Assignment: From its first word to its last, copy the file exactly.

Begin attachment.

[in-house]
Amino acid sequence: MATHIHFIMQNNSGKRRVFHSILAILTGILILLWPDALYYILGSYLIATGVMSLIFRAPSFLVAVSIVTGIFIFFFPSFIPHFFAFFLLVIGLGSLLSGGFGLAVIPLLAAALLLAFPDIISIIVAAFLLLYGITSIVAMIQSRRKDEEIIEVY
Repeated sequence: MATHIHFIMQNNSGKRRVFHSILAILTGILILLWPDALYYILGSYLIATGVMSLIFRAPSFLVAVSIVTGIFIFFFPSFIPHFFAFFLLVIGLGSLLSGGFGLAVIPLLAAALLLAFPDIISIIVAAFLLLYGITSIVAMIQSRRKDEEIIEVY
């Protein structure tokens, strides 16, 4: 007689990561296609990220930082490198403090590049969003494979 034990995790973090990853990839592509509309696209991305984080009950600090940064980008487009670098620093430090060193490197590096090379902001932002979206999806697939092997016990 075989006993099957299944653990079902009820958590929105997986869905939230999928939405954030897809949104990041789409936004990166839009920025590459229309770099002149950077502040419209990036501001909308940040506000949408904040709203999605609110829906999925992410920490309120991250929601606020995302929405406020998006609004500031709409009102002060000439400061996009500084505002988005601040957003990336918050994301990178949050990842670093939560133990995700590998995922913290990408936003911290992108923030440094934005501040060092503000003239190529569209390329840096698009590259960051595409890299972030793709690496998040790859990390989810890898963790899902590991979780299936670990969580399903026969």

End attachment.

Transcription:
[in-house]
Amino acid sequence: MATHIHFIMQNNSGKRRVFHSILAILTGILILLWPDALYYILGSYLIATGVMSLIFRAPSFLVAVSIVTGIFIFFFPSFIPHFFAFFLLVIGLGSLLSGGFGLAVIPLLAAALLLAFPDIISIIVAAFLLLYGITSIVAMIQSRRKDEEIIEVY
Repeated sequence: MATHIHFIMQNNSGKRRVFHSILAILTGILILLWPDALYYILGSYLIATGVMSLIFRAPSFLVAVSIVTGIFIFFFPSFIPHFFAFFLLVIGLGSLLSGGFGLAVIPLLAAALLLAFPDIISIIVAAFLLLYGITSIVAMIQSRRKDEEIIEVY
């Protein structure tokens, strides 16, 4: 007689990561296609990220930082490198403090590049969003494979 034990995790973090990853990839592509509309696209991305984080009950600090940064980008487009670098620093430090060193490197590096090379902001932002979206999806697939092997016990 075989006993099957299944653990079902009820958590929105997986869905939230999928939405954030897809949104990041789409936004990166839009920025590459229309770099002149950077502040419209990036501001909308940040506000949408904040709203999605609110829906999925992410920490309120991250929601606020995302929405406020998006609004500031709409009102002060000439400061996009500084505002988005601040957003990336918050994301990178949050990842670093939560133990995700590998995922913290990408936003911290992108923030440094934005501040060092503000003239190529569209390329840096698009590259960051595409890299972030793709690496998040790859990390989810890898963790899902590991979780299936670990969580399903026969």